I had to hold back the tears when saying goodbye to Sid on the phone. I felt embarrassed! I sobbed as we cycled away; it felt like a deep, overwhelming grief that I couldn't understand. He was so kind and considerate to us and clearly dearly loved by his family and friends who he always stopped for and had time to listen to, even though he seemed not in the best of health to me. Other than his name on a list of wwoof hosts I knew nothing about Sid. It was only when I got home I found out more about his work as a campaigner for peace and land rights, free festival organiser, a former resident of 'Beatle Island', John Lennon and Yoko Ono's retreat off the coast of Ireland, former leader of the London squatters movement, a prominent member of the summer solstice celebrations at Stonehenge during the 70s and 80s, a traveller who narrowly missed the traumatic battle of the beanfield, one of the founders of Tipi Valley in West Wales as well as the first green movement gatherings then becoming involved with the Green Party in it's early days. He set up Rainbow 2000, now known as Rainbow Futures which hosts a number of camps running throughout the summer, near his home, in the beautiful Forest of Dean. He was staying at Superspirit camp while we looked after his house and garden.
A whole year later I was working in Craig Sam's garden. Craig who had set up a macrobiotic restaurant "Seed" in London in 1967 which expanded into retail, wholesaling and manufacturing and later founded Green & Black's Chocolate with his wife Josephine Fairley, knew Sid from the festivals in the 60's. He remembered one occasion when Sid had asked the model and actress Jean Shrimpton for some money. He spent it on produce that he cooked up and gave away for free. Then Craig told me that Sid had died. I was shocked. He was sorry to have to give me the sad news. I was shocked because Sid had had a heart attack and died at the end of the Superspirit summer camp a couple of days after I spoke to him on our last day at his home. I was happy to hear he was sitting by the fire surrounded by his friends and family when it happened and it explained the grief I had felt when we left. I had prepared his home and garden for his funeral without knowing it.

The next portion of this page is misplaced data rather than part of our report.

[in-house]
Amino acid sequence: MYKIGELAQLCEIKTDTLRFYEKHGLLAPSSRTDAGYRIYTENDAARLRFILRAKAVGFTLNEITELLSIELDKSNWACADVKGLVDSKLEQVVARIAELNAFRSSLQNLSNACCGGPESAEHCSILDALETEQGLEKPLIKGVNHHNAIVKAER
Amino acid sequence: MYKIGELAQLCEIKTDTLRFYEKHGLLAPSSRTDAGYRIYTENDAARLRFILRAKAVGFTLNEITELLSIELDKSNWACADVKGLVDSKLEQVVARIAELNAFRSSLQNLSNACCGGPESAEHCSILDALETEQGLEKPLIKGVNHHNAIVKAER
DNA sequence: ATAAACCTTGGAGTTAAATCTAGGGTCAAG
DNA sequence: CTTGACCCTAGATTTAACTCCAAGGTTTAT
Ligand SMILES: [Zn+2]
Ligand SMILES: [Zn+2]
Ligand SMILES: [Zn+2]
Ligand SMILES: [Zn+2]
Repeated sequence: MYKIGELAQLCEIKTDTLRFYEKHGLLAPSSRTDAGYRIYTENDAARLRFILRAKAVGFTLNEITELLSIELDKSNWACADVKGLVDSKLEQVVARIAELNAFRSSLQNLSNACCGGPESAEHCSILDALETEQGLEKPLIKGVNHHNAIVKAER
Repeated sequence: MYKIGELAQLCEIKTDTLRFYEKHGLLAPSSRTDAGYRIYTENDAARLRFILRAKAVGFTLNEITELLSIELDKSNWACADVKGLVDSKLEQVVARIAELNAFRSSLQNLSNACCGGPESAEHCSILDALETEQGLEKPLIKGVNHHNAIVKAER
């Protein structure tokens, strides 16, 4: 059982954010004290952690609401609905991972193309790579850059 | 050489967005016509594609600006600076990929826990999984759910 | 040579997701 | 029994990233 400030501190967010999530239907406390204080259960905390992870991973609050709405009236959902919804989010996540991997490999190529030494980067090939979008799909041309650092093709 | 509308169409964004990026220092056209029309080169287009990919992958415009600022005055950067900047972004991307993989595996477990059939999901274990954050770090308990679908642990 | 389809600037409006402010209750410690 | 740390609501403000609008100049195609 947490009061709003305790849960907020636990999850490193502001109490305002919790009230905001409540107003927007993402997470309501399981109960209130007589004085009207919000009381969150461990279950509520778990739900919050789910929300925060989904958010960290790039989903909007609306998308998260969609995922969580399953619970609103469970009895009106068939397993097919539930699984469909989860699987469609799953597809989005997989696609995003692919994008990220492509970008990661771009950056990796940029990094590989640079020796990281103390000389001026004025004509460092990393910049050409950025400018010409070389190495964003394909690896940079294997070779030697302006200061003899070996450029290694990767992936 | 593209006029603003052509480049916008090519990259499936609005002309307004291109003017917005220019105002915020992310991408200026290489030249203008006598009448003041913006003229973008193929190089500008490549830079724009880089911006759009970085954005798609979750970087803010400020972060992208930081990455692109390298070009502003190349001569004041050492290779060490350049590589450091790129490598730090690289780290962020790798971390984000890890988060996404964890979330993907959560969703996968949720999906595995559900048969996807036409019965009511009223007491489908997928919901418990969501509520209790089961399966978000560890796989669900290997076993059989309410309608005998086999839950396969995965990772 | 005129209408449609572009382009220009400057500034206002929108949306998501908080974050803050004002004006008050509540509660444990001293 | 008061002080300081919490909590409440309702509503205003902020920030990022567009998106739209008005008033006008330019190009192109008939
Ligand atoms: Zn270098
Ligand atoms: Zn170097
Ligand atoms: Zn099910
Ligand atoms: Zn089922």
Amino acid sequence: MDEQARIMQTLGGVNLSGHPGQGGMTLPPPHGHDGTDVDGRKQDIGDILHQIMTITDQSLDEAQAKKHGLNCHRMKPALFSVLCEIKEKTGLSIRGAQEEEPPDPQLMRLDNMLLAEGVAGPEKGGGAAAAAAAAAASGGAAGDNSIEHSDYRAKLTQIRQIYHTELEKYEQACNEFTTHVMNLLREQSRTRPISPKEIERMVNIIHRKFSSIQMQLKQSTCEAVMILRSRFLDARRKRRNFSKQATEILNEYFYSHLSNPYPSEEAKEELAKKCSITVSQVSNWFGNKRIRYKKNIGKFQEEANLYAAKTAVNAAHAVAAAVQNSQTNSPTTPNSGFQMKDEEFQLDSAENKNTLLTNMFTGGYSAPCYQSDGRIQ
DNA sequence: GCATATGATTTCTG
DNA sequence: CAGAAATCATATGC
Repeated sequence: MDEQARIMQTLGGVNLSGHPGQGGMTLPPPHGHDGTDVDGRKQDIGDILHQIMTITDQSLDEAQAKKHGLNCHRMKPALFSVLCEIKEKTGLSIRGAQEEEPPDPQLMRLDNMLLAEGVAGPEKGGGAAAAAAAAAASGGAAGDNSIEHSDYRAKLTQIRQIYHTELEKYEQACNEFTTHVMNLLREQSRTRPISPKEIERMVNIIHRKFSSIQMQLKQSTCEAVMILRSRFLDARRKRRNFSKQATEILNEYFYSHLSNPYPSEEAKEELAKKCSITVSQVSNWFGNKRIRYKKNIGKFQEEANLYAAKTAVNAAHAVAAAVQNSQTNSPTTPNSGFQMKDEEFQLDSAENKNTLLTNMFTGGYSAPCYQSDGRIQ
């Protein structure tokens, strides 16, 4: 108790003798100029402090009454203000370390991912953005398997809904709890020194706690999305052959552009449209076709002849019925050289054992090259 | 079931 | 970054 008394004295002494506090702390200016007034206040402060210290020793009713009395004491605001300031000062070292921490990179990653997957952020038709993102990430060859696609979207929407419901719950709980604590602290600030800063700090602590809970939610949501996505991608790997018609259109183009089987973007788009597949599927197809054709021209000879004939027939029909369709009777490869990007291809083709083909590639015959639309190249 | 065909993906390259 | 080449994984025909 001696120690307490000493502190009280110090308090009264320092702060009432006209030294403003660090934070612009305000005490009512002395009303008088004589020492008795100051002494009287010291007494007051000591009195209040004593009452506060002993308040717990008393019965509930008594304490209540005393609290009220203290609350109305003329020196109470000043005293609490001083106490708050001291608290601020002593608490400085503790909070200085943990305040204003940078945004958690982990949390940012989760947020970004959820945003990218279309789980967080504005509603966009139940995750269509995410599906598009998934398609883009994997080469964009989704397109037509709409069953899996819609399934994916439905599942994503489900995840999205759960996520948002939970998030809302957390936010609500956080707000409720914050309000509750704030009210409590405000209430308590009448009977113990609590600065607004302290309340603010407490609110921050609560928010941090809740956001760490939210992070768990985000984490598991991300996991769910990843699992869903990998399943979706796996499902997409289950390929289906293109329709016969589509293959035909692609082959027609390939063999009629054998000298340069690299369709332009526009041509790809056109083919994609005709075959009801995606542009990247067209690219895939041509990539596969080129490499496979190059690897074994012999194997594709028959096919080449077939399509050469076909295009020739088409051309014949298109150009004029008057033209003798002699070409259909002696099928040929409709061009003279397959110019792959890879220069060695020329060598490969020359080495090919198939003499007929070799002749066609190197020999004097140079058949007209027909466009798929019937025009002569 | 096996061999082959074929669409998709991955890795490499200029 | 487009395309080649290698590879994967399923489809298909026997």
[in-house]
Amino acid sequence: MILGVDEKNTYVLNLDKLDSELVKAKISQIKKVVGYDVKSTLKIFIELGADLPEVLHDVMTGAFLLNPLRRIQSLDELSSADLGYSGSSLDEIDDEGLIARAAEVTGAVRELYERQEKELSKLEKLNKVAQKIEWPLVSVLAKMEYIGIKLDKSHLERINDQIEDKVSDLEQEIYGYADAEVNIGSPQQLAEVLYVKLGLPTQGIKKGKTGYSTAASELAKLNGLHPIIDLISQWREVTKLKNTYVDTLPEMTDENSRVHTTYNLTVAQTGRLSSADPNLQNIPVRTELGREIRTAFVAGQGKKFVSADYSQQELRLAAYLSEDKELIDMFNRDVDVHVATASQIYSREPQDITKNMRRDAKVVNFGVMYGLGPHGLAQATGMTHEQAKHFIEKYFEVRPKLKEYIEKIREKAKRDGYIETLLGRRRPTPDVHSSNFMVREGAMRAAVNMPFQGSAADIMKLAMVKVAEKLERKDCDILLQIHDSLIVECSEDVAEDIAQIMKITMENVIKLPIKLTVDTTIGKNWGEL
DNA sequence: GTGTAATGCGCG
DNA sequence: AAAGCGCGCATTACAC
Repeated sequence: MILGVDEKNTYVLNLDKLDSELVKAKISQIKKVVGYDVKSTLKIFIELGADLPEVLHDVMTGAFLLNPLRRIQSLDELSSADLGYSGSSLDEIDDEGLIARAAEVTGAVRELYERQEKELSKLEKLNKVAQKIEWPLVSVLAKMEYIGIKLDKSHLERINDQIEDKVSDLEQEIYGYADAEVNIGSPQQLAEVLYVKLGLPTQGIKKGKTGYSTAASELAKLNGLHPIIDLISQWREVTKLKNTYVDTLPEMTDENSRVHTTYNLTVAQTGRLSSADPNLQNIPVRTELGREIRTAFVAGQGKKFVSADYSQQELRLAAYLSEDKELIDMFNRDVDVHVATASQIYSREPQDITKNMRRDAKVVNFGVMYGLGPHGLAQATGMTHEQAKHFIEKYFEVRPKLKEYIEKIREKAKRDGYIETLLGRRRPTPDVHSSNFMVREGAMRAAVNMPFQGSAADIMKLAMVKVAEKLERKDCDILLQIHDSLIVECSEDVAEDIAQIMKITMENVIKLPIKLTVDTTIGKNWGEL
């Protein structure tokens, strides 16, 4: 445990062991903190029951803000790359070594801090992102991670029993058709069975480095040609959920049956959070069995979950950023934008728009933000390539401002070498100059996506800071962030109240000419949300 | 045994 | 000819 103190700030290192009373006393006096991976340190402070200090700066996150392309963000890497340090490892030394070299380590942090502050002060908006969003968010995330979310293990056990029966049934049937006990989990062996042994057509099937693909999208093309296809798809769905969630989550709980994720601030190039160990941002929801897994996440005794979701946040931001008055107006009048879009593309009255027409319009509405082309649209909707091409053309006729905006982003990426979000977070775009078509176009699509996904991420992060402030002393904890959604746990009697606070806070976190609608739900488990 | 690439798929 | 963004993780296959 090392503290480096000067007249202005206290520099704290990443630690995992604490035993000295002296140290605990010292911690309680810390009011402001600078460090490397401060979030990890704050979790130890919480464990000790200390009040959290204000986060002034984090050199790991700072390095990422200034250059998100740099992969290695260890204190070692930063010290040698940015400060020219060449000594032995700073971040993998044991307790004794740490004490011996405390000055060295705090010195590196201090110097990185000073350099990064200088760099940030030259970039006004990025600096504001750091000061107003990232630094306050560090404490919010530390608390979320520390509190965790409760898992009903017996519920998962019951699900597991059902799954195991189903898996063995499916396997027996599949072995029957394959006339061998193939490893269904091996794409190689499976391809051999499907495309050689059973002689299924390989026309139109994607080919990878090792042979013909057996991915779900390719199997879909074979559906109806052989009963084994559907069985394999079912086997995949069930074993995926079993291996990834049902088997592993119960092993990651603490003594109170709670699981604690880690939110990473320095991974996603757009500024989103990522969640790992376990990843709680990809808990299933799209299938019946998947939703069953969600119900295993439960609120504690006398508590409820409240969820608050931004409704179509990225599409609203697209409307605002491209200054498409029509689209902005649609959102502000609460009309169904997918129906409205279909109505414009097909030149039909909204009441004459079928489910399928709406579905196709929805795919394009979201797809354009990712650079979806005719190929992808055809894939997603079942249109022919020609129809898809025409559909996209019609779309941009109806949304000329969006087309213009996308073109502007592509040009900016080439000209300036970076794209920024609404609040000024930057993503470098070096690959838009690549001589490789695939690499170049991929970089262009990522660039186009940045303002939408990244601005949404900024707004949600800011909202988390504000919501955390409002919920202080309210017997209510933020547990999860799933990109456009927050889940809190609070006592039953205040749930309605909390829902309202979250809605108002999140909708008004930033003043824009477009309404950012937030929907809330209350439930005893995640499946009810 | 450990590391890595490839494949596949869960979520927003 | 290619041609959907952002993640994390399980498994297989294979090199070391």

Sid wrote a manifesto called the Vision of Albion, an ancient name for England, where he imagines the first post industrial scoiety will develop here that will be a peaceful, green community. He spent his life living this vision. From my time with him and his family I learned that we can choose our families, that nature looks after itself but we can lend a hand respectfully and with care and that there is something to learn from everyone we meet.
"I used to have to tell everyone how to do things or they wouldn't be done right," he said to me in his last days. "I don't care so much anymore".
Further information and the Vision of Albion can be found here: